Hi, it’s DiAndra from ALASC’s blogging team!
May marks the beginning of Asian American and Pacific Islander (AAPI) Heritage Month, an occasion to honor the contributions and achievements of AAPI communities in America. As library and information science students, we have an important role to play in preserving and promoting AAPI heritage. During May, many cultural heritage organizations and libraries highlight AAPI resources, materials, and events. It can be overwhelming with how many resources are out there, but here are a few good places to start:
- The Asian Pacific American Heritage Month website is a collaborative project of the Library of Congress and the National Archives Records Administration, National Endowment for the Humanities, National Gallery of Art, National Park Service, Smithsonian Institution, and United States Holocaust Memorial Museum. This site highlights AAPI exhibits and collections, teacher resources, and events.
- The Asian/Pacific American Librarians Association (APALA), affiliated with the American Library Association (ALA), was founded in 1980 by librarians for Asian Pacific American librarians who serve Asian Pacific American communities. The organization supports a mentor/protégé program, publications, awards, and more.
- The Toolkit for AAPI Library Programming, created by ALA’s 2022 Class of Emerging Leaders, guides library professionals broadening their programming by providing a more comprehensive representation of various regions of Asian and Pacific Islands. It aims to increase the presence of AAPI representation, beyond the historically represented East Asian community.
Check out these AAPI x LIS books:
“Asian American Librarians and Library Services: Activism, Collaboration, and Strategies” by Janet Hyunju Clarke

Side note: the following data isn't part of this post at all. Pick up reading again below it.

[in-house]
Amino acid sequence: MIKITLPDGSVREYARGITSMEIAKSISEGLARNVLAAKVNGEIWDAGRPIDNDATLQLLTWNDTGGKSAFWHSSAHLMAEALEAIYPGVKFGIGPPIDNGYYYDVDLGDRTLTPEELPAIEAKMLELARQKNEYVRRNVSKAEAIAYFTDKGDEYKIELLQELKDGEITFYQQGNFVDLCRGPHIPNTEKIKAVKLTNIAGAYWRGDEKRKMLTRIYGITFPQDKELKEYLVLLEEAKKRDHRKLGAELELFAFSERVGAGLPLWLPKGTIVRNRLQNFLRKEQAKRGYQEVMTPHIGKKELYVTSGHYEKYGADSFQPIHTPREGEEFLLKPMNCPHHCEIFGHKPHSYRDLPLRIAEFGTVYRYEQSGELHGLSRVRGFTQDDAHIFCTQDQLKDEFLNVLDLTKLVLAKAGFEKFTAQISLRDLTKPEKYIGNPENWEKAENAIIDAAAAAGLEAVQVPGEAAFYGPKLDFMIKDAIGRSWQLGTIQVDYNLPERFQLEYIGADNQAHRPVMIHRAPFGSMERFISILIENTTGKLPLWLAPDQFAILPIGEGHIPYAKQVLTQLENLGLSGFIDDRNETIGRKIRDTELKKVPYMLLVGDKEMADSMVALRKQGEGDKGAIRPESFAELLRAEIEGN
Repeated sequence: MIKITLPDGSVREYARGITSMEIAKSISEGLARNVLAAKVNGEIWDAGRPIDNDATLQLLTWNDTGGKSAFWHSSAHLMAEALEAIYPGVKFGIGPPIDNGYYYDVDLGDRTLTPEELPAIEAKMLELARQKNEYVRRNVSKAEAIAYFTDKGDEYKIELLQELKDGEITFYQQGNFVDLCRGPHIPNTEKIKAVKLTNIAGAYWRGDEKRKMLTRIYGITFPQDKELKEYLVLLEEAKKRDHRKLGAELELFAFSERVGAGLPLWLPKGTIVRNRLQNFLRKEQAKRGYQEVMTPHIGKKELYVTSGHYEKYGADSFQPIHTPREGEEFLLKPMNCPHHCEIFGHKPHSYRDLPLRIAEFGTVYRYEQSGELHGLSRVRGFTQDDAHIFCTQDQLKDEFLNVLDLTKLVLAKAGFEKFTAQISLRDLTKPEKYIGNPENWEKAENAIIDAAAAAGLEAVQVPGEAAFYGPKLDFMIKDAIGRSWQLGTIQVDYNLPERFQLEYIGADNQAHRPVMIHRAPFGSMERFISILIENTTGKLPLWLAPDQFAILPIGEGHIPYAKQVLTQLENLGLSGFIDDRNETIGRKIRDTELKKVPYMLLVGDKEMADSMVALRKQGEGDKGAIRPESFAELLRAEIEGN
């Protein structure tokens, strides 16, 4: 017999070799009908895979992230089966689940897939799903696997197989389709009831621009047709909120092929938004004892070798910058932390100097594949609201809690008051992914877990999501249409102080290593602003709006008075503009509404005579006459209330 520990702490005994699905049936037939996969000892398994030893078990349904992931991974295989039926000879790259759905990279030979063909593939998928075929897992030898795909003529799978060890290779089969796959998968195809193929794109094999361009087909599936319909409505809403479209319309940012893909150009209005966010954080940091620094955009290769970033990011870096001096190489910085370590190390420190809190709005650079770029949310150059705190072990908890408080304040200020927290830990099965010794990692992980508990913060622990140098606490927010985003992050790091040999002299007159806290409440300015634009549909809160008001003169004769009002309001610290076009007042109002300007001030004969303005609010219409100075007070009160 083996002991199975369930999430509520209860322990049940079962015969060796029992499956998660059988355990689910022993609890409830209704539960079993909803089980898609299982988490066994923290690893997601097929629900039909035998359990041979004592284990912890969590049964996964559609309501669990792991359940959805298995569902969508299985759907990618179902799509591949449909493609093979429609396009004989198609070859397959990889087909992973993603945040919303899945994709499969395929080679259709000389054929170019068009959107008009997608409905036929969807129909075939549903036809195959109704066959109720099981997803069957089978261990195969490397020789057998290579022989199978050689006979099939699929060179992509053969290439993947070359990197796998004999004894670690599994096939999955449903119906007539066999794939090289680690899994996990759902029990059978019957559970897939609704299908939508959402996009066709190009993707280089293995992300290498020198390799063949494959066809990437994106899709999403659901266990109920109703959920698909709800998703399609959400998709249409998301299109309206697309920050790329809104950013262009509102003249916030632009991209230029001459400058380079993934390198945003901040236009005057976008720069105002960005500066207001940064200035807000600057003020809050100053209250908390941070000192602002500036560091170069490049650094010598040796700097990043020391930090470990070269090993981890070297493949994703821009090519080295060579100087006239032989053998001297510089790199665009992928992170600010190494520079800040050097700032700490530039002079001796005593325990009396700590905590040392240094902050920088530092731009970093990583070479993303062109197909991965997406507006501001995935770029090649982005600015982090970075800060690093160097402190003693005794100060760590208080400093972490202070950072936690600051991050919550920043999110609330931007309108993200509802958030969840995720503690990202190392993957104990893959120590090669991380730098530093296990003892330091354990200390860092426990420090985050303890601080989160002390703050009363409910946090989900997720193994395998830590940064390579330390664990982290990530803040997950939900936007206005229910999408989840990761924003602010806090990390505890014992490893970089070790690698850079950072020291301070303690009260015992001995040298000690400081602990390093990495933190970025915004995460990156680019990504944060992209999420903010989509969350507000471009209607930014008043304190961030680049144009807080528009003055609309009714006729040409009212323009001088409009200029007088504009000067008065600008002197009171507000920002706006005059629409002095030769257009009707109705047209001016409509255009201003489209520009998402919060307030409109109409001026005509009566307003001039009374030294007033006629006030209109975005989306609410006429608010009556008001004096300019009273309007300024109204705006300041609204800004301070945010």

In this book, library professionals and scholars share their reflections, best practices, and strategies, emphasizing the importance of diversity in the LIS yield, library programming, and resources. They highlight the need to represent the diverse experiences and information needs of Asian Americans in the U.S. and beyond more fully. This book is available through the King Library here.
“Pushing the Margins: Women of Color and Intersectionality in LIS” Edited by Rose L. Chou and Annie Pho
Edited by SJSU iSchool alumna Rose L. Chou and current (2023) president of APALA, Annie Pho, this book explores the experiences of women of color in the LIS field. This book is available through the King Library here.
Also, hear from some of our AAPI leaders in the LIS field in this month’s free online symposium organized by SJSU’s iSchool:
May 26, 2023, 10 a.m. – 12 p.m.
In this symposium celebrating Asian American, Native Hawaiian and Pacific Islander (AANHPI) Heritage Month, speakers will discuss the obstacles and difficulties that AAPI women library workers encounter, the importance of self-care, and strategies for fostering solidarity within BIPOC communities as a whole.